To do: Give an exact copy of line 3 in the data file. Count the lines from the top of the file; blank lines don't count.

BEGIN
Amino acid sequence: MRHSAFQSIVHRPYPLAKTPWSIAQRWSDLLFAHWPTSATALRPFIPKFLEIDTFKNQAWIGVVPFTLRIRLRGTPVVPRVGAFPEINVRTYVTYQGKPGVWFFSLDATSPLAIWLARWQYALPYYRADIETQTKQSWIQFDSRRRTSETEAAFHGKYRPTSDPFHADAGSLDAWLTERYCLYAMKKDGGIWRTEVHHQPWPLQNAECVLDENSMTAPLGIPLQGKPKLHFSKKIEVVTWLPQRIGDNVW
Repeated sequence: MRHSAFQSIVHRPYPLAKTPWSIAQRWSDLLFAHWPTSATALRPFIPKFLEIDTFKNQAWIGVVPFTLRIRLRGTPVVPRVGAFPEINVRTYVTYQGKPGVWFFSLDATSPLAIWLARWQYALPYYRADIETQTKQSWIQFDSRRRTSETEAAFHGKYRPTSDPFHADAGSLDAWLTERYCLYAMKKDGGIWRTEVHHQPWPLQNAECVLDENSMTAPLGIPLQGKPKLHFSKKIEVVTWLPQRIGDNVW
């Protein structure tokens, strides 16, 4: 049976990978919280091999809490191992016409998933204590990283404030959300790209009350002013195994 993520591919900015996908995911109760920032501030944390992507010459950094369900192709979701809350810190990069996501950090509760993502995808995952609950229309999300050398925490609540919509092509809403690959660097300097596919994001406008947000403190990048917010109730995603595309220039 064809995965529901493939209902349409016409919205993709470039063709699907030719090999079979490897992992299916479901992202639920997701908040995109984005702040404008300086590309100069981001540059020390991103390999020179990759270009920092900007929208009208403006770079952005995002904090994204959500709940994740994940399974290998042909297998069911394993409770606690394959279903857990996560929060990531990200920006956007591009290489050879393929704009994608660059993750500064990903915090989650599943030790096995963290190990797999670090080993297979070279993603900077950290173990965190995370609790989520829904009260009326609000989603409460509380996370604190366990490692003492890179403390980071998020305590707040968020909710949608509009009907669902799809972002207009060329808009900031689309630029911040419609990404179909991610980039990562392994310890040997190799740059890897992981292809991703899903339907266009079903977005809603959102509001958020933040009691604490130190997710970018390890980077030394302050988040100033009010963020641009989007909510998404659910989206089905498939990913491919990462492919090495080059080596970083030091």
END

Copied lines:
């Protein structure tokens, strides 16, 4: 049976990978919280091999809490191992016409998933204590990283404030959300790209009350002013195994 993520591919900015996908995911109760920032501030944390992507010459950094369900192709979701809350810190990069996501950090509760993502995808995952609950229309999300050398925490609540919509092509809403690959660097300097596919994001406008947000403190990048917010109730995603595309220039 064809995965529901493939209902349409016409919205993709470039063709699907030719090999079979490897992992299916479901992202639920997701908040995109984005702040404008300086590309100069981001540059020390991103390999020179990759270009920092900007929208009208403006770079952005995002904090994204959500709940994740994940399974290998042909297998069911394993409770606690394959279903857990996560929060990531990200920006956007591009290489050879393929704009994608660059993750500064990903915090989650599943030790096995963290190990797999670090080993297979070279993603900077950290173990965190995370609790989520829904009260009326609000989603409460509380996370604190366990490692003492890179403390980071998020305590707040968020909710949608509009009907669902799809972002207009060329808009900031689309630029911040419609990404179909991610980039990562392994310890040997190799740059890897992981292809991703899903339907266009079903977005809603959102509001958020933040009691604490130190997710970018390890980077030394302050988040100033009010963020641009989007909510998404659910989206089905498939990913491919990462492919090495080059080596970083030091």